Next we see the relation of man to the word, one not only of hierarchy but explicitly of subjugation. Now we reach the first relationship of humanity to itself, and fittingly, the very first human relationship is to be the first of billions of beautiful prophecies of Christ and his church, the clearest and most sacrificial portrayal of human love, the love for which paradise itself pales in comparison. Again we see a paradoxical marriage of equality and inequality, almost sacramentally maintained in unison, as we saw in the godhead, God pronounces them as unequal, in that the one issues from the other, and simultaneously pronounces them equal in the pronunciation that they are one flesh, a pronunciation which concludes with an unexpected thing: a thing which answers in part the modern, nihilistic objection to marriage or romance being considered exceptional: God himself puts this newest of created orders on a pedestal. 

In a perfect, beautiful, un-spotted world, God declares that man will, and indeed is intended to, abandon all other familial relationships for this one alone. He will sacrifice the bonds of childhood, sacrifice his love, his comfort, even his duty, and alone cling to his wife, and God declares it good. 

He will sacrifice the bonds of childhood, sacrifice his love, his comfort, even his duty, and alone cling to his wife, and God declares it good.

Elijah Milioni

And here we find the first of three types of human hierarchy, which is an extension of its divine predecessor 

The next relationship we see is that of man to the Satan. It is unique at this point to man, in that it is the first hierarchy which he experiences which is not ordained by god. We see Satan presenting for the first time, his alternative hierarchies, wherein man may ascend the ranks, where there need be no pinnacle, in symbolic terminology he would exchange the triangle for the circle, the exclusion of the mountaintop for the inclusion of the plain, he would mar the structure of being itself to assert a false doctrine of non existent equality. And we see for the first time, as we shall see many times again, in a manner distinctly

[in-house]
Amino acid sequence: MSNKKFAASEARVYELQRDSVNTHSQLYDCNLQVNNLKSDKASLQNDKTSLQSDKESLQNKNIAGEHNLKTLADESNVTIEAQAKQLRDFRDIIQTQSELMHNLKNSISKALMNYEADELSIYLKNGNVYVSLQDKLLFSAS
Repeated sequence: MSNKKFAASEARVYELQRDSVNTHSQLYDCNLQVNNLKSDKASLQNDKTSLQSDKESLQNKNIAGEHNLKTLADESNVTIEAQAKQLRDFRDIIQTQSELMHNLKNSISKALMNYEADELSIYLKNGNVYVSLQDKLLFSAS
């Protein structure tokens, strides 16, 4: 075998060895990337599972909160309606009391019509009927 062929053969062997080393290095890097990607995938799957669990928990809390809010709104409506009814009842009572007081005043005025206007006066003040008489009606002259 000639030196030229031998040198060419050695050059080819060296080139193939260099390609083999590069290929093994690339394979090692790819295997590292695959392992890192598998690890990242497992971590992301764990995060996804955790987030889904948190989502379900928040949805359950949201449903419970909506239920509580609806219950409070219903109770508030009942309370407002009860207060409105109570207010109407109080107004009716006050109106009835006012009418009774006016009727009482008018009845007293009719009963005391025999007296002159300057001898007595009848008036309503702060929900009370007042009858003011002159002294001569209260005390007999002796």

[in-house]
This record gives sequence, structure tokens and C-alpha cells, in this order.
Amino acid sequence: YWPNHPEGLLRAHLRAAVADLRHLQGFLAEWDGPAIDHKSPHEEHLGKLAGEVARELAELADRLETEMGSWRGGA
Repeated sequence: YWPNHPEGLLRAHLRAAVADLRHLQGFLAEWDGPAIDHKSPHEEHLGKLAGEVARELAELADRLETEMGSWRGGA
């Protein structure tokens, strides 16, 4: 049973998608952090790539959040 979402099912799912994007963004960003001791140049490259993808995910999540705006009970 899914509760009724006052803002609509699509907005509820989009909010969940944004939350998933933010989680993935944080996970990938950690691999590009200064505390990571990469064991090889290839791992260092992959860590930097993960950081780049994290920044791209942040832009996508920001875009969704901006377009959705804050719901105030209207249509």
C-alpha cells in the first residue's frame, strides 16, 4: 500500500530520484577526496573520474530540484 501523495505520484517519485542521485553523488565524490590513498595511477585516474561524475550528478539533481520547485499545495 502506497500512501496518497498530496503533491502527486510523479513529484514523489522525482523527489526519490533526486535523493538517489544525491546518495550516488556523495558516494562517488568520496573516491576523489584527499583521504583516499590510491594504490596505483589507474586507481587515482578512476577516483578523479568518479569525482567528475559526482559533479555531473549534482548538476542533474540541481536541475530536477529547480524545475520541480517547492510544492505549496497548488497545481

Reminiscent of the aforementioned patterns of governance, humanity choosing an artificial hierarchy over the natural morality of divinely instituted hierarchy. 

Eve sinned not in that she was deceived, but in that she abandoned the order God created for one of her own choosing, after which we see Adam sin in choosing to adhere to the divine hierarchy of marriage, rather than to the divine hierarchy of subjugation to the Heavenly Father. 

Now we have a world wherein the natural hierarchies designed by God himself to structure the universe, and beautifully maintain it and its subjects, are destroyed, by stepping out of his place. In the hierarchy under god, man abdicated the responsibility of all other hierarchies, regardless of the fact that the hierarchy he stepped into was also of God’s choosing, and the resulting imbalances cause the very earth to groan.

In the curse of the Satan there is much of interest, but we will skip for the sake of concision, to the pronouncement regarding the relation of marriage, which is as follows: 

“Unto the woman he said, I will greatly multiply thy sorrow and thy conception; in sorrow thou shalt bring forth children; and thy desire shall be to thy husband, and he shall rule over thee. And unto Adam he said, Because thou hast hearkened unto the voice of thy wife, and hast eaten of the tree, of which I commanded thee, saying, Thou shalt not eat of it: cursed is the ground for thy sake; in sorrow shalt thou eat of it all the days of thy life; 

Thorns also and thistles shall it bring forth to thee; and thou shalt eat the herb of the field; In the sweat of thy face shalt thou eat bread, till thou return unto the ground; for out of it wast thou taken: for dust thou art, and unto dust shalt thou return.” 

Genesis 3:16-19

The first pronouncement is one which (in indisputably plain language) drastically alters the nature of the romantic hierarchy, and to woman God says, “you will desire to rule your husband, but he will rule over you.” 

This is an almost terrifyingly hierarchical statement, wherein God himself explicitly places un-redeemed man over un-redeemed woman in a stated hierarchy of rulership. 

The pronouncement to Adam is no less severe, but singular in that it makes no mention of woman. 

In this we see God offering a divine alternative for the carnal problem. Man rejects God’s hierarchies in favor of another, and God sees immediately that the hierarchy of man’s choosing is deadly, and so he offers them a new hierarchy, the bridge behind them has collapsed, and there is no going back, the path ahead is certain death. And a brutal hierarchy of law is instated. So God blazes an alternative trail ahead.